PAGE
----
New Haven would get a lot of mileage by adopting or developing a process (I hate to advocate for another organization - perhaps the Arts Council needs to remission itself more broadly?) so the all these elements come together under a more inclusive umbrella of care.
posted by: Rep. Pat Dillon on October 13, 2009 9:59pm
Your point is well taken, however.
Grove Street has headstones that are hundreds of years old, but it is a functioning cemetery as well. Many at the meeting have loved ones there. It is historical, but it is not a museum.
Open cemeteries can pose problems too. Visiting Massachusetts years ago, we saw family headstones worn away by tourists who took rubbings to decorate their condo walls. That may be ‘hardware’ but those folks have families. Your husband or great-grandfather’s grave is not a building any more than a cemetery is a museum. It’s sacred space.
You need more security to protect the stones from tourists and vandals when you ‘open’ it up. The families were very concerned about noise as well, and the Proprietors agreed.
The Prospect Street concerns - dead space and speeding cars - that this proposal attempted to address are legitimate concerns. Those concerns remain. But Becton’s dead space is more of a problem on Prospect than Grove Cemetery.
posted by: RAY WILLIS on October 14, 2009 1:17am
Thank ... god. The GSC is one of New Havens overlooked gems and should be valued in its current state on par with the fine art galleries. Now if we can only get the cops to stop parking inside and taking naps…
posted by: Obaasan on October 14, 2009 8:59am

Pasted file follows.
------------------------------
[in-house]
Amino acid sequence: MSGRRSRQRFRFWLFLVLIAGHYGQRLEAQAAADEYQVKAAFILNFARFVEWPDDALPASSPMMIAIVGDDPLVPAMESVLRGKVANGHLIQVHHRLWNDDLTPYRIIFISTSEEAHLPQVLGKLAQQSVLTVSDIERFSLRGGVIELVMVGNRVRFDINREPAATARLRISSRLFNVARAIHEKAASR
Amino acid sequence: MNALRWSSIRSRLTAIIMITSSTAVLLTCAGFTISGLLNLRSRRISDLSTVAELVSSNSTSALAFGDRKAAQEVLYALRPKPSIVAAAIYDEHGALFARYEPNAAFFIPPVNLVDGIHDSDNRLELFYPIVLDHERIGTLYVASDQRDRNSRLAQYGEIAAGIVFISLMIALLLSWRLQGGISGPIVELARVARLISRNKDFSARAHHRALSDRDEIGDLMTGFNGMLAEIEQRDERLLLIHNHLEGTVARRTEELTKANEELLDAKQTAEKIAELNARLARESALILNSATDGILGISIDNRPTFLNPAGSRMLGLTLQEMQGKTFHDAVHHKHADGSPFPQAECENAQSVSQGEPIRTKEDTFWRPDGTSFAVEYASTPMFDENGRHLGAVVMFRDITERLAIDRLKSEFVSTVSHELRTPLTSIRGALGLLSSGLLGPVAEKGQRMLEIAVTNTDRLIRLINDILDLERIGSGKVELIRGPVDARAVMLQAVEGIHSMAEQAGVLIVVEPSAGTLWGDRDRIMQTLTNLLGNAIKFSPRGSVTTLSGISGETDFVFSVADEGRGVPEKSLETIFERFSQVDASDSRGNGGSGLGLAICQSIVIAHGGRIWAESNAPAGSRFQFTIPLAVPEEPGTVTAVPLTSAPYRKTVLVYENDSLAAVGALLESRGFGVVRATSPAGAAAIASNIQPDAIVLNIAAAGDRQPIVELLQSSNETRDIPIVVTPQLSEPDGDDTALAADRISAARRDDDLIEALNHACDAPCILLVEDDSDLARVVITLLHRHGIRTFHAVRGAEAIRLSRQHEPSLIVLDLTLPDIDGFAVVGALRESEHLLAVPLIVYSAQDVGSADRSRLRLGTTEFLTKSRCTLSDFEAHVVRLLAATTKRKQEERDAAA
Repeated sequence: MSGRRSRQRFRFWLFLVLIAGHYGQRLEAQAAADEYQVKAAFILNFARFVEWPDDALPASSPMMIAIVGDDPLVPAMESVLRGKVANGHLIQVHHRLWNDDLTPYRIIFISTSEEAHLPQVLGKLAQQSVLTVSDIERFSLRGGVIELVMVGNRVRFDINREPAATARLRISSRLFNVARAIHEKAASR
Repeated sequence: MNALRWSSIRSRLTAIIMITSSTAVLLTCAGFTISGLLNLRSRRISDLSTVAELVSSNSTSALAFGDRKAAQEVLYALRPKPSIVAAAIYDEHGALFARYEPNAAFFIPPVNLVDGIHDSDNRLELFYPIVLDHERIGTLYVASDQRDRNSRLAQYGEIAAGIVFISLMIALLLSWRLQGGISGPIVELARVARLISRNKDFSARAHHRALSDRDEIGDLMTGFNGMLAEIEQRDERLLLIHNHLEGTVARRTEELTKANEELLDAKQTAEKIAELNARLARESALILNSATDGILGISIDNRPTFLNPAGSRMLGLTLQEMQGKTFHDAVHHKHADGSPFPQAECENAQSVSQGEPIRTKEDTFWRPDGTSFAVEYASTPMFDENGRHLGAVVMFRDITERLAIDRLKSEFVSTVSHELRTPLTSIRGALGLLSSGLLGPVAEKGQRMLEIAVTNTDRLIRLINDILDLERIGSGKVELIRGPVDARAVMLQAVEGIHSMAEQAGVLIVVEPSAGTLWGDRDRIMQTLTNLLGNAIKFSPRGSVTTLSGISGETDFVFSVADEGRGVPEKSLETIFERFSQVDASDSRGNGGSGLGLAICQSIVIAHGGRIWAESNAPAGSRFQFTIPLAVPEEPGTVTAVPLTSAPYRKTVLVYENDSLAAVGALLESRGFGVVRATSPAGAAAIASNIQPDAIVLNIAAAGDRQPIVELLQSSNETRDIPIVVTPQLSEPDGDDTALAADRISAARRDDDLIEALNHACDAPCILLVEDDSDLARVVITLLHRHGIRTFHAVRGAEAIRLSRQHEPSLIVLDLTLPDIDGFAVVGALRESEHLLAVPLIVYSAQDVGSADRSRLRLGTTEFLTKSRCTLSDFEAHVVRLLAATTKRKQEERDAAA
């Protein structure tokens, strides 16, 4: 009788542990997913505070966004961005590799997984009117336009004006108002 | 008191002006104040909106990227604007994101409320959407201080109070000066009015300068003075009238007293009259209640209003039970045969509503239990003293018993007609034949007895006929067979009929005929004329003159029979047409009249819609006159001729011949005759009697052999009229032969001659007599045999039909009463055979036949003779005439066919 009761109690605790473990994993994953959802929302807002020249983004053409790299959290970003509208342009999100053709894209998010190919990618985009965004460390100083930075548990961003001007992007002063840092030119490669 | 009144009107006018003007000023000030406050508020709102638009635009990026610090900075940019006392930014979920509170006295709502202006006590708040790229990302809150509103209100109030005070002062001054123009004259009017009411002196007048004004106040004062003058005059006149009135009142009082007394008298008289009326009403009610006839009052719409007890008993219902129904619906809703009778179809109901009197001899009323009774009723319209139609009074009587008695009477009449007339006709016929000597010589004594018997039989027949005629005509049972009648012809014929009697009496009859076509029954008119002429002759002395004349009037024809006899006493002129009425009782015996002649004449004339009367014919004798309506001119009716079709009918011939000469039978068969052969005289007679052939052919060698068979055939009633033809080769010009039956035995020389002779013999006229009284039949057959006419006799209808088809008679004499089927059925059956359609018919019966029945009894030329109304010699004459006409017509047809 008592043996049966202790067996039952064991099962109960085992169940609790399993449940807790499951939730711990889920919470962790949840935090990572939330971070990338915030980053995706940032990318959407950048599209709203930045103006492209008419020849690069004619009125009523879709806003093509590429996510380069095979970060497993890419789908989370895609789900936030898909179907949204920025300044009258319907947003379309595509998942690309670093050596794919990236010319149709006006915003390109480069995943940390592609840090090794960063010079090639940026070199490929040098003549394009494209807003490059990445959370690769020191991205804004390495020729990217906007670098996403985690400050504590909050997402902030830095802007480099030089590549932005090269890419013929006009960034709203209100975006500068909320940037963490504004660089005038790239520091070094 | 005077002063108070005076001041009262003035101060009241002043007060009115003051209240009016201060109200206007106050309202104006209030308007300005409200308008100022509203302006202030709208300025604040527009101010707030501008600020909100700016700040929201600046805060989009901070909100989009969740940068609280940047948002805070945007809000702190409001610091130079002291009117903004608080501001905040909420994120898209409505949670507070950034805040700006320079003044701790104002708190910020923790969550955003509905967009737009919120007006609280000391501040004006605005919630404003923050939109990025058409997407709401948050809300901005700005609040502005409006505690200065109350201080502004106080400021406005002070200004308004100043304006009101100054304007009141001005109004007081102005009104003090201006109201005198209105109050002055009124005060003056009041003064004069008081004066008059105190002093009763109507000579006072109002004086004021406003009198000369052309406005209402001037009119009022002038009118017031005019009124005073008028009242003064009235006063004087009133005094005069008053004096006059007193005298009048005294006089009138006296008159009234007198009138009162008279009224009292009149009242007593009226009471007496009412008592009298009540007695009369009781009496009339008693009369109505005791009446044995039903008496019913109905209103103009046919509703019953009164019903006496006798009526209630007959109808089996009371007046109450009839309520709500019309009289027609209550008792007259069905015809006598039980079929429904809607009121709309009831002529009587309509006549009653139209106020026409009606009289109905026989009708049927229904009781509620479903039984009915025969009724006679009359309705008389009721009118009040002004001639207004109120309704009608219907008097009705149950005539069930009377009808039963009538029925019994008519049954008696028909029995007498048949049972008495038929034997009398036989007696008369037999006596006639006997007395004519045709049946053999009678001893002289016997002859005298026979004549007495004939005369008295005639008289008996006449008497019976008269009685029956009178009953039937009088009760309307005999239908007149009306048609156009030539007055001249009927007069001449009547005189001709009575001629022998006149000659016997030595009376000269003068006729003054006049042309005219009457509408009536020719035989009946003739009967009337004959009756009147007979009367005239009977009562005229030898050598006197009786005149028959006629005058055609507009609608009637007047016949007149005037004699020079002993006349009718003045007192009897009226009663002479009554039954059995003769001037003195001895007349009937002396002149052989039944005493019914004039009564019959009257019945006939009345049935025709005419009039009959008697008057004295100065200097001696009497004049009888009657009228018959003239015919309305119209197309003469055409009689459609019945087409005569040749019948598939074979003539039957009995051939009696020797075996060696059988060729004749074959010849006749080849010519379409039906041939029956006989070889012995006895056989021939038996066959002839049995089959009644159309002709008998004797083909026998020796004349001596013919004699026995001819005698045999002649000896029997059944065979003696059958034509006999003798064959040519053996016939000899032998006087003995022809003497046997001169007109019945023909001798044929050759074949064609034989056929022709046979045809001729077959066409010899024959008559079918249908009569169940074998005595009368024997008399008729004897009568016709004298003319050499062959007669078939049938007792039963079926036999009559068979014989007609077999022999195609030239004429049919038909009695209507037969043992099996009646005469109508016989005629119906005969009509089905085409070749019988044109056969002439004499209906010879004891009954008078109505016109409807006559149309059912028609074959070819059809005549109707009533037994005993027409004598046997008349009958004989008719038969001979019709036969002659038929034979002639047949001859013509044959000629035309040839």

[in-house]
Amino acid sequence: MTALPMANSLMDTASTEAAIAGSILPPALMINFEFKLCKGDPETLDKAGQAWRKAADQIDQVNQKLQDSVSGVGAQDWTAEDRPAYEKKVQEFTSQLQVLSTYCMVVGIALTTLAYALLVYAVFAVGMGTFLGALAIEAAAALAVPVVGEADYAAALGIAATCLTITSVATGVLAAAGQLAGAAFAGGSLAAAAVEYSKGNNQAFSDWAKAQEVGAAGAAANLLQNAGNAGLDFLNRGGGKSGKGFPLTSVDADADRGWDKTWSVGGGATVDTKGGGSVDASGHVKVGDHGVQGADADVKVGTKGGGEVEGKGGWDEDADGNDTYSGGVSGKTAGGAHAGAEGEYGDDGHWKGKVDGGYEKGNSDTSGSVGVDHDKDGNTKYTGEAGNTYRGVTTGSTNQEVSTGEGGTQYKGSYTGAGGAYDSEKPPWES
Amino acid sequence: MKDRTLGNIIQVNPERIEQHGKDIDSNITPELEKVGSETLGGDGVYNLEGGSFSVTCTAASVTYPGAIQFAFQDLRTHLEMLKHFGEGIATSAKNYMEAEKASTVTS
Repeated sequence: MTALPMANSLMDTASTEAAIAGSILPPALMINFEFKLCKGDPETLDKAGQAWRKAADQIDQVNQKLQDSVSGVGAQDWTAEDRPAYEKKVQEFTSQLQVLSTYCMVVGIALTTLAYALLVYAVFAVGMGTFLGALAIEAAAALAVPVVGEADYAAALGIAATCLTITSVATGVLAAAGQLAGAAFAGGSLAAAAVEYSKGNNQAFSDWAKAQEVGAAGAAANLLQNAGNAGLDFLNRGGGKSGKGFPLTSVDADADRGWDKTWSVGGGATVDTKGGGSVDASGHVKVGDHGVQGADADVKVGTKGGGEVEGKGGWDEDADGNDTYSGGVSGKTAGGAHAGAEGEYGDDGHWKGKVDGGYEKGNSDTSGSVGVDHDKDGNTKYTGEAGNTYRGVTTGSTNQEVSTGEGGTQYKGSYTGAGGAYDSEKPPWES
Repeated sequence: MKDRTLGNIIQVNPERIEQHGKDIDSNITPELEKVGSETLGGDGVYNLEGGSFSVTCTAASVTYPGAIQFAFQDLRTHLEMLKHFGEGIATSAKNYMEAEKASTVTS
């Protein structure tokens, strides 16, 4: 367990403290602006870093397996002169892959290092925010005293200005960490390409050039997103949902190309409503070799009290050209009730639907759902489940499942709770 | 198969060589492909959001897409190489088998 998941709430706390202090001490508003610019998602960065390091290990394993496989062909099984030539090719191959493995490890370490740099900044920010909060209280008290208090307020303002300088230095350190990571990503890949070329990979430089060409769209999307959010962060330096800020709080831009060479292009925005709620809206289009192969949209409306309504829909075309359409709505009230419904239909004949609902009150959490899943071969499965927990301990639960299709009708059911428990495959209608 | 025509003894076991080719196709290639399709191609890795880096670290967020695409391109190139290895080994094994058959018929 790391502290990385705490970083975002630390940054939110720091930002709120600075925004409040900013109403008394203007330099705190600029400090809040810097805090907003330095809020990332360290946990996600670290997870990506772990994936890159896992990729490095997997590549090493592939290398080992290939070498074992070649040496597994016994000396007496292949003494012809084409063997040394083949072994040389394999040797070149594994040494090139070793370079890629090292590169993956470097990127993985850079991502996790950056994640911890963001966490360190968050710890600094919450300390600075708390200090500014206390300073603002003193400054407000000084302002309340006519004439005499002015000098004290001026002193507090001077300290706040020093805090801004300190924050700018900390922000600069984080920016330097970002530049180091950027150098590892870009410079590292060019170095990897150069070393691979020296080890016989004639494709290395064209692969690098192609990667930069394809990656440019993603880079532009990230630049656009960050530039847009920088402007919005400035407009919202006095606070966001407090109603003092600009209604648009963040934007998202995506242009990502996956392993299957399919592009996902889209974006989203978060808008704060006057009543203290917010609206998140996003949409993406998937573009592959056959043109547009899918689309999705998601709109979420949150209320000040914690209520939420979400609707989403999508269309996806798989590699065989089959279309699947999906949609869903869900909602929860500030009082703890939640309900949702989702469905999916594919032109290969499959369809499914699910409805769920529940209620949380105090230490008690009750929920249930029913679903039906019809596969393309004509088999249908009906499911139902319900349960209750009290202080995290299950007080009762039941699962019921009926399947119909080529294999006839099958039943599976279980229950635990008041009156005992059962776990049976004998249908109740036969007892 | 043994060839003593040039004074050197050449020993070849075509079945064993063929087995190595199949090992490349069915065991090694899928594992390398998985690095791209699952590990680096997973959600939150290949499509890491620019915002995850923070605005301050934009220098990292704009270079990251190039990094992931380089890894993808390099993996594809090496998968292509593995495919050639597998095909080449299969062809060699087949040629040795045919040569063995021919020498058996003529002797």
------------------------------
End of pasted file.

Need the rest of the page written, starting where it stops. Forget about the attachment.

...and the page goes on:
Parking cops make me feel safe while I am walking or jogging in the cemetery. I am glad to see them there.
posted by: Beaver Hill Resident on October 14, 2009 9:27am
Aren’t parking cops often writing their reports? As with Obaasan, their presence makes me feel safe also.
posted by: RAY WILLIS on October 14, 2009 12:26pm
The caretaker has described the cops presence to me as them goofing off and has cited examples like a cop coming in at 10am and then finding him parked in some corner at noon sleeping. I’ve never felt threatened in the GSC, the old crotchety caretaker keeps a pretty close eye on things. I personally think that the police presence could be put to better use on neighboring Shelton Ave. or enforcing traffic laws right outside the gates.
posted by: JB on October 14, 2009 1:07pm
Taking down a perfectly good wall and replacing it with a new iron fence? What a waste of money and energy.
posted by: anon on October 14, 2009 6:40pm
Please fix the street so that it isn’t a highway for trucks speeding through the Yale campus at 50 miles per hour.
There is no reason that traffic should be allowed to flow at more than 15 miles per hour along this street. To accomplish this, simply narrow the lanes. Anyone could do this overnight with a few buckets of paint.
The wall will be a much more pleasant presence, and to Bill Hosley’s point, appreciated much more, when pedestrians don’t feel as if they are about to be run over and flattened against it.